It’s time to do another week revolving around one artist. This will involve a post every day, it’ll include a (long) look at the band’s line-up changes, a few singles I have and cap off with an album ranking on Friday.
I’m leading off with the band’s fourth album, one recorded and released after great tragedy. Despite a few curious choices in sound, the album would be a huge success and propel the group forward to a state of total world domination a few years later.
Metallica – …And Justice For All
Released September 7, 1988 via Elektra Records
My Favorite Tracks – Harvester Of Sorrow, One, Blackened
Metallica had made great strides in heavy metal and music in general, achieving commercial success without the benefit of radio or MTV play. Things would change with this album, and Metallica would start to become not just a successful metal band, but one of the world’s most popular acts.
The group were enjoying a fantastic touring cycle for Master Of Puppets when an icy bus crash in Sweden claimed the life of bassist Cliff Burton. Burton’s death was a massive loss and one that still reverberates today. The band decided to press on after the accident, hiring Jason Newsted away from Flotsam And Jetsam.
…And Justice For All features 9 songs at a massive run time of 65 minutes. The album cover is a fantastic image and possibly the band’s best ever. Singles released from the album include Harvester Of Sorrow, Eye Of The Beholder and One, the latter marking the band’s first MTV video.
It’s impossible to discuss the album without bringing up the curious production choices. The album sounds dry and tinny, with the high end very emphasized. The drum sound is odd, but the missing bass is the typical talking point. The band have blamed “hearing loss” for the bass omission, though a lot of people speculate that it wasn’t an inadvertent decision. The album succeeded even with the odd mix, though it is still a huge topic of discussion all these decades later.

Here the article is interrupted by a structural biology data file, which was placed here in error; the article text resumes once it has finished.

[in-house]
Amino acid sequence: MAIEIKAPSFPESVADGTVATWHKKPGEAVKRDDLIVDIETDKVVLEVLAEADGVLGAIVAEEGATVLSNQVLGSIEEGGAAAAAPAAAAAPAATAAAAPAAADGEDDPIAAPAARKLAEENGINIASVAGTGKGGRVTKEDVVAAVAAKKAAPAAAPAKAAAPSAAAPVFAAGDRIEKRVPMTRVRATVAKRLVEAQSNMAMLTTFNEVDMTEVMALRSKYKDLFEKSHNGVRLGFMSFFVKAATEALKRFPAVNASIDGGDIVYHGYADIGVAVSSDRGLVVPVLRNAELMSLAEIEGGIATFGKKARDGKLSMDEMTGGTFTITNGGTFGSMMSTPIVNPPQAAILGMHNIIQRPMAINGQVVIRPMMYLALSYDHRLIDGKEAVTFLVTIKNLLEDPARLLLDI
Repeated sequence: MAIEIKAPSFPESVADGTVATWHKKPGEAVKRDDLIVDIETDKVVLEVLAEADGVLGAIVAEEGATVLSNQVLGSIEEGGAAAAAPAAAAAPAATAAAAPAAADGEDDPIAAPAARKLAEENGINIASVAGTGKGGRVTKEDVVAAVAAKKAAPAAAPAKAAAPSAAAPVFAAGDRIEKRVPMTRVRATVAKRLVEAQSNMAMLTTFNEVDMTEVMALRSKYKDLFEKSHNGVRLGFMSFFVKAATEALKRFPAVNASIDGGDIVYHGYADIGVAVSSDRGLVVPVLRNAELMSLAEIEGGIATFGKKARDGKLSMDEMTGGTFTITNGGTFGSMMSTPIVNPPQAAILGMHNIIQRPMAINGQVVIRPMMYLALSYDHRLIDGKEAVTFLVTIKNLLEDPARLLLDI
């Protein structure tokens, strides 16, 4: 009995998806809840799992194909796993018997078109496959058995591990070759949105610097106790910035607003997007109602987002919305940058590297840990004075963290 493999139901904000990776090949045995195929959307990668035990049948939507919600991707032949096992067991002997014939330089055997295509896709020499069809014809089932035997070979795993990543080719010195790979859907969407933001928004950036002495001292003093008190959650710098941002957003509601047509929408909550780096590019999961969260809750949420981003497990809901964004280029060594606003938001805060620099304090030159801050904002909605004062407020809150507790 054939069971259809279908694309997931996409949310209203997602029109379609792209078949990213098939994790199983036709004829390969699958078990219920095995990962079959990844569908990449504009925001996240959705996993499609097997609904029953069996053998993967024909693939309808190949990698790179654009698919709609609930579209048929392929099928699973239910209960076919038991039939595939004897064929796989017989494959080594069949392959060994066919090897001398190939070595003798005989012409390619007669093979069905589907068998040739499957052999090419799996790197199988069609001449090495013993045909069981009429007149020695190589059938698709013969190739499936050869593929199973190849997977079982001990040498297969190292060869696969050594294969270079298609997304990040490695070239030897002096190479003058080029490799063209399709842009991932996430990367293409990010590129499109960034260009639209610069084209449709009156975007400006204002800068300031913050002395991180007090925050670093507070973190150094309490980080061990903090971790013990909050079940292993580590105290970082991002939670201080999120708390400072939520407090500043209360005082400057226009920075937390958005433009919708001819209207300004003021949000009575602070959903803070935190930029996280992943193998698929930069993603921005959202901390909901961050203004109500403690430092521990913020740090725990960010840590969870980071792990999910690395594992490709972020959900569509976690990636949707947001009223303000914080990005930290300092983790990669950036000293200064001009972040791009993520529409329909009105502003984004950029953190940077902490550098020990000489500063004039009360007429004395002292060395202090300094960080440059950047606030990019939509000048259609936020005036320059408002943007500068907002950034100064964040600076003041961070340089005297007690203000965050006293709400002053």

With that out of the way, let’s get into the songs. There is a lot to go over, even with an average number of tracks.
The album opens with a super heavy track that firmly suggests Metallica are out to snap necks again. This is a pummeling song that details the nuclear end of the world, a topic prevalent in thrash and also Metallica’s own back catalog. While much of the album drifts away from “pure thrash,” Blackened is one of the more outright thrashy songs.
Blackened is also Jason Newsted’s sole writing credit on the album – he had the main riff “laying around” and played it for James Hetfield, who immediately set about crafting the song.
…And Justice For All
This very extended play at nearly 10 minutes is a direct attack on the hypocrisy and ineffectiveness of the justice system. It is a song that is sadly still very relevant, if not more so, today than in 1988. While the base of the song is pure thrash, there are several interludes and guitar passages that keep things from getting monotonous.
Eye Of The Beholder
The tempo slows a bit for this crunchy track that concerns itself with the idea that expression is not free and is instead bought and controlled by those in power. It’s an interesting topic that could sadly go down too many dark roads these days. The song is one of the more straightforward ones from the album, keeping its pace and general rhythm throughout.
The most recognized track from the record and certainly one of Metallica’s most known songs, this single marked the first music video release from the group. The video features movie footage from Johnny Got His Gun, a dark story similar to what is told in One. Both feature a World War I casualty who was blown apart by artillery but is still alive, though unable to do anything but think.